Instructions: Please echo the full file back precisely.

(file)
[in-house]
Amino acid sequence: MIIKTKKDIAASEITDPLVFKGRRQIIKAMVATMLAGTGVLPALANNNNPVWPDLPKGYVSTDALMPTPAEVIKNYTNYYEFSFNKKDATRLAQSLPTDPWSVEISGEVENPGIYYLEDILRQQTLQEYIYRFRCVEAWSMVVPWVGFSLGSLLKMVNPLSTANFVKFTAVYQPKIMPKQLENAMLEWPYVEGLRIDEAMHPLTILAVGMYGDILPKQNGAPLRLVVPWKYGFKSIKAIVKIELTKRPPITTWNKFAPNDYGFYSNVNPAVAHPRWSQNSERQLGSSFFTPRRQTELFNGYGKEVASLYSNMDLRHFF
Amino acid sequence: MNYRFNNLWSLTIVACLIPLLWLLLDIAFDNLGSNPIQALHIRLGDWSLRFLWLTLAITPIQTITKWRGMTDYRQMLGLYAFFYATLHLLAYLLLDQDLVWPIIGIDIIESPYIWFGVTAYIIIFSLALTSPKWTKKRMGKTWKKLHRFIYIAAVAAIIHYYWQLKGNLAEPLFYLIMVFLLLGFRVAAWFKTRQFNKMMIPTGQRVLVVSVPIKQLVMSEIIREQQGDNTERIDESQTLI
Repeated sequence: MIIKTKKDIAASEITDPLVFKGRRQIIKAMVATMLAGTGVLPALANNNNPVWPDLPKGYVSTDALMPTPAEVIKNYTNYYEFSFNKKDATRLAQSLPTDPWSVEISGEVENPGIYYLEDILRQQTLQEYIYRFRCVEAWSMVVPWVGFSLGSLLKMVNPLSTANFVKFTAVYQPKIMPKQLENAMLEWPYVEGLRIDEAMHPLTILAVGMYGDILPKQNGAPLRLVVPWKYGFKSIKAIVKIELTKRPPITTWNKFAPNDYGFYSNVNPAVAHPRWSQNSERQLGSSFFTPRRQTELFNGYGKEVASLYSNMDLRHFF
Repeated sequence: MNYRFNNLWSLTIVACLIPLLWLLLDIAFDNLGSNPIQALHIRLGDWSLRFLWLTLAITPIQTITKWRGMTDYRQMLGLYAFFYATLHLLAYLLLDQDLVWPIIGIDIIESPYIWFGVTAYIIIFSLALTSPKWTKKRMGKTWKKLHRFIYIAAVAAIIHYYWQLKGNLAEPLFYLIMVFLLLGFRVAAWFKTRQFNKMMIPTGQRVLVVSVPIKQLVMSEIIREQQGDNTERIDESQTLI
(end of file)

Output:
[in-house]
Amino acid sequence: MIIKTKKDIAASEITDPLVFKGRRQIIKAMVATMLAGTGVLPALANNNNPVWPDLPKGYVSTDALMPTPAEVIKNYTNYYEFSFNKKDATRLAQSLPTDPWSVEISGEVENPGIYYLEDILRQQTLQEYIYRFRCVEAWSMVVPWVGFSLGSLLKMVNPLSTANFVKFTAVYQPKIMPKQLENAMLEWPYVEGLRIDEAMHPLTILAVGMYGDILPKQNGAPLRLVVPWKYGFKSIKAIVKIELTKRPPITTWNKFAPNDYGFYSNVNPAVAHPRWSQNSERQLGSSFFTPRRQTELFNGYGKEVASLYSNMDLRHFF
Amino acid sequence: MNYRFNNLWSLTIVACLIPLLWLLLDIAFDNLGSNPIQALHIRLGDWSLRFLWLTLAITPIQTITKWRGMTDYRQMLGLYAFFYATLHLLAYLLLDQDLVWPIIGIDIIESPYIWFGVTAYIIIFSLALTSPKWTKKRMGKTWKKLHRFIYIAAVAAIIHYYWQLKGNLAEPLFYLIMVFLLLGFRVAAWFKTRQFNKMMIPTGQRVLVVSVPIKQLVMSEIIREQQGDNTERIDESQTLI
Repeated sequence: MIIKTKKDIAASEITDPLVFKGRRQIIKAMVATMLAGTGVLPALANNNNPVWPDLPKGYVSTDALMPTPAEVIKNYTNYYEFSFNKKDATRLAQSLPTDPWSVEISGEVENPGIYYLEDILRQQTLQEYIYRFRCVEAWSMVVPWVGFSLGSLLKMVNPLSTANFVKFTAVYQPKIMPKQLENAMLEWPYVEGLRIDEAMHPLTILAVGMYGDILPKQNGAPLRLVVPWKYGFKSIKAIVKIELTKRPPITTWNKFAPNDYGFYSNVNPAVAHPRWSQNSERQLGSSFFTPRRQTELFNGYGKEVASLYSNMDLRHFF
Repeated sequence: MNYRFNNLWSLTIVACLIPLLWLLLDIAFDNLGSNPIQALHIRLGDWSLRFLWLTLAITPIQTITKWRGMTDYRQMLGLYAFFYATLHLLAYLLLDQDLVWPIIGIDIIESPYIWFGVTAYIIIFSLALTSPKWTKKRMGKTWKKLHRFIYIAAVAAIIHYYWQLKGNLAEPLFYLIMVFLLLGFRVAAWFKTRQFNKMMIPTGQRVLVVSVPIKQLVMSEIIREQQGDNTERIDESQTLI